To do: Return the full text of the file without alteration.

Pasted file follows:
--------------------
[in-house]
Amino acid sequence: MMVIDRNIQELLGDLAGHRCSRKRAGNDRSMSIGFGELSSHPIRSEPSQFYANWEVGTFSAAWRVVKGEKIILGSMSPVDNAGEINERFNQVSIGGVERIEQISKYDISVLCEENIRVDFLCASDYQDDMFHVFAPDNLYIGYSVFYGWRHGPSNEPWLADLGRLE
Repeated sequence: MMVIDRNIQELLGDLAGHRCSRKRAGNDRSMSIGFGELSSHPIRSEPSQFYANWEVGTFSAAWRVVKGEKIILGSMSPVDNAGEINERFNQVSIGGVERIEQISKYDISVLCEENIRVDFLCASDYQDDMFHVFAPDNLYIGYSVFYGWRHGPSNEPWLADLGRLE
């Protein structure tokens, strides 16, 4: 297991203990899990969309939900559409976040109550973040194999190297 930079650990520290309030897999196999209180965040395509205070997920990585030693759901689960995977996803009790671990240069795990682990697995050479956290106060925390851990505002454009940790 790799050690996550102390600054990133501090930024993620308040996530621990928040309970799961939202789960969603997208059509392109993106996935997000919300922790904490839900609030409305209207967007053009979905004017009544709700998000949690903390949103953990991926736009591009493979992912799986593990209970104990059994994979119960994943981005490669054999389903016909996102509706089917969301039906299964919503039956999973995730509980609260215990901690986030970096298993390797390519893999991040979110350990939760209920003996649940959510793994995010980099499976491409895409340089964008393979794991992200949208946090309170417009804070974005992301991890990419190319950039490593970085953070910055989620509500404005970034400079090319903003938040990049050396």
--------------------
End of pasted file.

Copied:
[in-house]
Amino acid sequence: MMVIDRNIQELLGDLAGHRCSRKRAGNDRSMSIGFGELSSHPIRSEPSQFYANWEVGTFSAAWRVVKGEKIILGSMSPVDNAGEINERFNQVSIGGVERIEQISKYDISVLCEENIRVDFLCASDYQDDMFHVFAPDNLYIGYSVFYGWRHGPSNEPWLADLGRLE
Repeated sequence: MMVIDRNIQELLGDLAGHRCSRKRAGNDRSMSIGFGELSSHPIRSEPSQFYANWEVGTFSAAWRVVKGEKIILGSMSPVDNAGEINERFNQVSIGGVERIEQISKYDISVLCEENIRVDFLCASDYQDDMFHVFAPDNLYIGYSVFYGWRHGPSNEPWLADLGRLE
């Protein structure tokens, strides 16, 4: 297991203990899990969309939900559409976040109550973040194999190297 930079650990520290309030897999196999209180965040395509205070997920990585030693759901689960995977996803009790671990240069795990682990697995050479956290106060925390851990505002454009940790 790799050690996550102390600054990133501090930024993620308040996530621990928040309970799961939202789960969603997208059509392109993106996935997000919300922790904490839900609030409305209207967007053009979905004017009544709700998000949690903390949103953990991926736009591009493979992912799986593990209970104990059994994979119960994943981005490669054999389903016909996102509706089917969301039906299964919503039956999973995730509980609260215990901690986030970096298993390797390519893999991040979110350990939760209920003996649940959510793994995010980099499976491409895409340089964008393979794991992200949208946090309170417009804070974005992301991890990419190319950039490593970085953070910055989620509500404005970034400079090319903003938040990049050396």